Contrarily, there have been some reports of totally laparoscopic surgery for tumors of the angle of Treitz [7, 18]. Tanaka et al. and Bracale et al. have reported a case of a GIST at the angle of Treitz that was treated with totally laparoscopic resection, followed by an intracorporeal duodenojejunostomy between the second or third duodenal portion and the jejunum [7, 18]. They considered this procedure as technically demanding due to the anatomical complexity around the ligament of Treitz [7]. Especially, the superior mesenteric artery, superior mesenteric vein, and the confluence of the inferior mesenteric and splenic veins are close by, and the duodenojejunal junction is firmly adherent to the retroperitoneum. Therefore, there is a risk of injuring these major vessels and the intestine during mobilization around the ligament of Treitz [7, 18]. In the present case, an intracorporeal delta-shaped anastomosis was performed. As a result, we could successfully complete the intracorporeal jejunojejunostomy with minimal dissection around the ligament of Treitz in such a short time. To the best of our knowledge, this is the first case of totally laparoscopic jejunojejunostomy using delta-shaped anastomosis after resection of a tumor at the angle of Treitz. Delta-shaped anastomosis has been recognized as a major intracorporeal Billroth I reconstruction procedure after laparoscopic distal gastrectomy, wherein circumferentially full-thickness anastomosis with good blood perfusion is easily created without slack and torsion, similarly to functional end-to-end anastomosis or overlap anastomosis; this technique has been reported to be safe with highly reproducible outcomes [3]. In addition, it seems likely that this procedure is advantageous owing to its minimal requirement of mobilization of the anastomotic intestinal tract as compared to functional end-to-end anastomosis or overlap anastomosis. Recently, Tajima et al. have reported on the application of this procedure in reconstruction after laparoscopic colectomy in the same manner as gastroduodenostomy, with favorable short-term outcomes [19]. This study suggests that the application of the delta-shaped anastomosis in intestinal reconstruction is feasible.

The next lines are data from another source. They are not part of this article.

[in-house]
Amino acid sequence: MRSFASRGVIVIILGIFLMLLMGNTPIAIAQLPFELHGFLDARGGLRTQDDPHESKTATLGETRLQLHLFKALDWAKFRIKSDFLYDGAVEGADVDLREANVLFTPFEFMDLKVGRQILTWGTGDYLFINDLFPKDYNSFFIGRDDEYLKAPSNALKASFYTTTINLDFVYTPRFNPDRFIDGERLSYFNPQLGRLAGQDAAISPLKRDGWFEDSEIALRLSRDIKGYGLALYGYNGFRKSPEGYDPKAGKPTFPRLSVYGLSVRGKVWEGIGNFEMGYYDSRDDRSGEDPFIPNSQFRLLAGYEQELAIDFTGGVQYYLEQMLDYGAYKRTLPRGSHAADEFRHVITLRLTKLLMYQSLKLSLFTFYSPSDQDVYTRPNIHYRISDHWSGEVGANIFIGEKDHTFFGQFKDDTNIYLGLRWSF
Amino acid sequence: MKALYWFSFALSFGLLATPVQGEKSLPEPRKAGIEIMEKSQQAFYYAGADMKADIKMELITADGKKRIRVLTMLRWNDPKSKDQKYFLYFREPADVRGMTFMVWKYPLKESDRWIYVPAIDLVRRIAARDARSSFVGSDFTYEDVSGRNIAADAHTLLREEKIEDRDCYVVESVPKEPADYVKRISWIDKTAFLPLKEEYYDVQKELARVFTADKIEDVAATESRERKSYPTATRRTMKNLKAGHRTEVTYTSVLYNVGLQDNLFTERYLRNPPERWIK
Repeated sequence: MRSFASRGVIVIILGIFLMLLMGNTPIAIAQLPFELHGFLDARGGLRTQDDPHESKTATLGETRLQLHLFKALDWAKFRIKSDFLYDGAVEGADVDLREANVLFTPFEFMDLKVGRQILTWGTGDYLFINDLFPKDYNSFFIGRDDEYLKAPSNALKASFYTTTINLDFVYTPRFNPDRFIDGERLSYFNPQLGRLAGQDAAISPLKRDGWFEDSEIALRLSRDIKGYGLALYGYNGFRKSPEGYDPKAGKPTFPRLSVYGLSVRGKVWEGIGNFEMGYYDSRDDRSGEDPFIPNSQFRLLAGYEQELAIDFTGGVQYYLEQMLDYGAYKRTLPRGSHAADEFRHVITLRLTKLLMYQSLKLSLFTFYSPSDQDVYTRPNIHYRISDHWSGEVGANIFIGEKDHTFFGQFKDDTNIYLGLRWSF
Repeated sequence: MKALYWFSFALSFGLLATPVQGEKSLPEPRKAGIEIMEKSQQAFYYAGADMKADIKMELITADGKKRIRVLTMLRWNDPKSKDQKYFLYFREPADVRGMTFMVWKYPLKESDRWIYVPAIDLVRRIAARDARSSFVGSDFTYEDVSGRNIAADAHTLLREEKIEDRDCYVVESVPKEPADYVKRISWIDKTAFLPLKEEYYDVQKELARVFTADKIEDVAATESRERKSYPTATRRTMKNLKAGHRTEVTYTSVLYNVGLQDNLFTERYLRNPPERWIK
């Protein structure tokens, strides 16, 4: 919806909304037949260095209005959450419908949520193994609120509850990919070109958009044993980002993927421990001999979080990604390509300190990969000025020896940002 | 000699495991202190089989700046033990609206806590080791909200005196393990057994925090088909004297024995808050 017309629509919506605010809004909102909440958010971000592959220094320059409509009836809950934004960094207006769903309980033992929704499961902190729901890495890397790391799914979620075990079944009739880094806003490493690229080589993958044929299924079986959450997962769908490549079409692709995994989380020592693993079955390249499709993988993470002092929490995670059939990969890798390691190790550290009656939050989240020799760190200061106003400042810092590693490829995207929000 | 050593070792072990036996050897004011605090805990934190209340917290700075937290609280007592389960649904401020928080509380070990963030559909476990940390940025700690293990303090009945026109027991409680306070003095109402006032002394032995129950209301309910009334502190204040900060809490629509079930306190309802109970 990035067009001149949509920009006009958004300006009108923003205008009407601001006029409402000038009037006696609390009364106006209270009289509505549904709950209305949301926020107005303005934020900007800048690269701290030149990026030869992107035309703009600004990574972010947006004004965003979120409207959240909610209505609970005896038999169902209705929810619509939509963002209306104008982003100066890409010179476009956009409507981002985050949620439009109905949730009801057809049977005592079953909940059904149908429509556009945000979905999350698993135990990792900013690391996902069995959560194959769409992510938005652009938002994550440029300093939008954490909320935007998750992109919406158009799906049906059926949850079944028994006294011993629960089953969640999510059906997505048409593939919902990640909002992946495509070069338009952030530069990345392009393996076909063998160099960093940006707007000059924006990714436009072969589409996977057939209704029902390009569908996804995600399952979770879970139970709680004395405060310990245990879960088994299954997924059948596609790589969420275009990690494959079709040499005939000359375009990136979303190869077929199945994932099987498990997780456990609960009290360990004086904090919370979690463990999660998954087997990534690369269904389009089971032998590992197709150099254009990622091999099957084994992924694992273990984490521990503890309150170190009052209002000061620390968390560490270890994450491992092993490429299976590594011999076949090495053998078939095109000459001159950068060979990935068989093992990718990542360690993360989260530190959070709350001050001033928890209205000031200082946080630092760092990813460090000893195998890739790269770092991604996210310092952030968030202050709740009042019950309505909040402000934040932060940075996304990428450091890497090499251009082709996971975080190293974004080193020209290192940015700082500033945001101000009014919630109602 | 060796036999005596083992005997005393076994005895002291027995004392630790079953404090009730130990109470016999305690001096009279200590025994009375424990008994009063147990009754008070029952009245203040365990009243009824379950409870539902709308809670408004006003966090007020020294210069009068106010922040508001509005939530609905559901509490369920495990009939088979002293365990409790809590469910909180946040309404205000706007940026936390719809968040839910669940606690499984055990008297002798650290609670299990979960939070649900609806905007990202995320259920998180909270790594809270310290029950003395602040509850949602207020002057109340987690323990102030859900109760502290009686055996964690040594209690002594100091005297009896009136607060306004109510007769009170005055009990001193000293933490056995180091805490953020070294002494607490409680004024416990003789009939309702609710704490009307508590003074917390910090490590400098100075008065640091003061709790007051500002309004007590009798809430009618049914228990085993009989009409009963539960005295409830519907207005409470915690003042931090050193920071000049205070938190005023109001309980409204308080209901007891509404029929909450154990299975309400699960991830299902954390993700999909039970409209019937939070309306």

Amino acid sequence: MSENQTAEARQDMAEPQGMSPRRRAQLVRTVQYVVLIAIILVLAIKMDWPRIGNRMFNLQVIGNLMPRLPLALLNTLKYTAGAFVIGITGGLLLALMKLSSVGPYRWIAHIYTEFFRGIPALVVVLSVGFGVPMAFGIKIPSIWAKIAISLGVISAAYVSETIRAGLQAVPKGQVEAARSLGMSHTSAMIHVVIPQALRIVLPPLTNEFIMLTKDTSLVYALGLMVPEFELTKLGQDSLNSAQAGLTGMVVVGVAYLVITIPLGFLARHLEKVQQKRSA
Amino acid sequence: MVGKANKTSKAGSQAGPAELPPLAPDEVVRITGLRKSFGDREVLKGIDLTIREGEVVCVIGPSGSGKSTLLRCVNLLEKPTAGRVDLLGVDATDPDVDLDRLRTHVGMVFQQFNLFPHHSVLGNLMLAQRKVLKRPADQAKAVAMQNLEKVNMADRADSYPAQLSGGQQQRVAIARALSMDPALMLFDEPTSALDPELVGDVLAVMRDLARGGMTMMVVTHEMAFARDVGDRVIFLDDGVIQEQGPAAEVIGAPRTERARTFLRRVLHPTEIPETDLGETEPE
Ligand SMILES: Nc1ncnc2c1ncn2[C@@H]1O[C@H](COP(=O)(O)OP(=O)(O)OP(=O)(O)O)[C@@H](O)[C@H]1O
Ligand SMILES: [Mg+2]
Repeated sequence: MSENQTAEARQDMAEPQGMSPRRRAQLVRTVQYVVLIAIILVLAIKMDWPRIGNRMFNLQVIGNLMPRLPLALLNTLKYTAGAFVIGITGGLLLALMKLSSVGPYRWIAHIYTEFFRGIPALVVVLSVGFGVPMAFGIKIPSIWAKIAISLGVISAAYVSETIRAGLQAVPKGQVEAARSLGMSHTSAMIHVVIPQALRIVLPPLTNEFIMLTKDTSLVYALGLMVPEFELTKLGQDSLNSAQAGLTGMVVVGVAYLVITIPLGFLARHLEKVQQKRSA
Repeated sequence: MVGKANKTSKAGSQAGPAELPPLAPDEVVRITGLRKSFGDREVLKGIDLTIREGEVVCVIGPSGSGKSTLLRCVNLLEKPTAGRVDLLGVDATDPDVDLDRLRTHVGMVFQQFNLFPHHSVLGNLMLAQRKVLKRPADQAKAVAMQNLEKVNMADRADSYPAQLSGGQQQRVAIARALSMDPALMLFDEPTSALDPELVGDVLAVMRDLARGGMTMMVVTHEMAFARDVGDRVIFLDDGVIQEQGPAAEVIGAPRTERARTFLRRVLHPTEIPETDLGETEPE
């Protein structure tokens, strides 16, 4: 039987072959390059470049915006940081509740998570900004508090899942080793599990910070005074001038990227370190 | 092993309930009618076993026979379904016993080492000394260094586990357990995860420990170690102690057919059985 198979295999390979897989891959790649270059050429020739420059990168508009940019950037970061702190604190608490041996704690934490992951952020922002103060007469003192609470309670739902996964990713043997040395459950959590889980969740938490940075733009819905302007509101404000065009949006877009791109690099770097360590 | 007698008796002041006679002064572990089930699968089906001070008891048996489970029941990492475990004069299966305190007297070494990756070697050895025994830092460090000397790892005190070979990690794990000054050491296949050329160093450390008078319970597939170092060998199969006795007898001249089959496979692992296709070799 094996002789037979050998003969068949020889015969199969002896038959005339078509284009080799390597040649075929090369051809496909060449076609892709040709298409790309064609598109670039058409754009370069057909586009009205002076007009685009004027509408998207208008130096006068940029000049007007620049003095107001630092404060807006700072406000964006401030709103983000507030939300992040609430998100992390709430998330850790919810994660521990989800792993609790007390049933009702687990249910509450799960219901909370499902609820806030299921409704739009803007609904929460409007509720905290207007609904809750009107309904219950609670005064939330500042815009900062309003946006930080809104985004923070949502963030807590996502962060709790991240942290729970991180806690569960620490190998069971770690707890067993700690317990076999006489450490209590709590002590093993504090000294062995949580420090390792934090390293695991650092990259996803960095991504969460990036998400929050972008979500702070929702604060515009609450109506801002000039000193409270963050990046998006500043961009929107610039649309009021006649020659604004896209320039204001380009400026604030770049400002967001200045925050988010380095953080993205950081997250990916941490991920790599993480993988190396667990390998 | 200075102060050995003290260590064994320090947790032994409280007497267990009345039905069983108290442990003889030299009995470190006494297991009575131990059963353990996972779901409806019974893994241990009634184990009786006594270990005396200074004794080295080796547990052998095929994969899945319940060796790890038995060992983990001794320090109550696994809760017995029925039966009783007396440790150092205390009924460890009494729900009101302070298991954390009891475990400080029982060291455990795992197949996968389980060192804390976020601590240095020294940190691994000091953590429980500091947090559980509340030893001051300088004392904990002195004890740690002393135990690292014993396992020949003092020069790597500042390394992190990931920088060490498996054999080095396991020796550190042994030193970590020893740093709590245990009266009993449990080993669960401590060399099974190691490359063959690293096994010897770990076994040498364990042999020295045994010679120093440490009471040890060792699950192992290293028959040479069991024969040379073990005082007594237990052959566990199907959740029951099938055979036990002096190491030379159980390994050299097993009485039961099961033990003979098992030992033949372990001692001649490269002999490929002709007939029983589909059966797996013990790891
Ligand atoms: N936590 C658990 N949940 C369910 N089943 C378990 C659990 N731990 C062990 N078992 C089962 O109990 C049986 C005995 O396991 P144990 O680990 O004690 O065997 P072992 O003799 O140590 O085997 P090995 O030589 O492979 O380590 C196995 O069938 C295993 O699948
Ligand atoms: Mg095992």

In the present case, we performed tumor resection without reducing intussusception. Although it is controversial whether the intussuscepted intestine is reduced before resection for malignant tumors concurrent with the intussusception, many studies suggest that the reduction procedure can potentially increase the risk of unfavorable outcomes, which are as follows: (1) intraluminal seeding and venous tumor dissemination, (2) perforation and seeding of microorganisms and tumor cells to the peritoneal cavity, and (3) anastomotic complications of the manipulated friable and edematous bowel tissue [20,21,22,23]. In contrast, when a reduction procedure is not performed, excessive bowel resection would be required, and as a result, the reconstruction procedure would become more difficult. In fact, the resected line of the proximal intestine was very close to the ligament of Treitz in the present case. Fortunately, we could perform reconstruction by performing a delta-shaped anastomosis, leading to a favorable operative course. Therefore, we consider that resection without the reduction procedure is preferred for malignant tumors concurrent with intussusception, when the length of the intestine is adequate to safely perform anastomosis.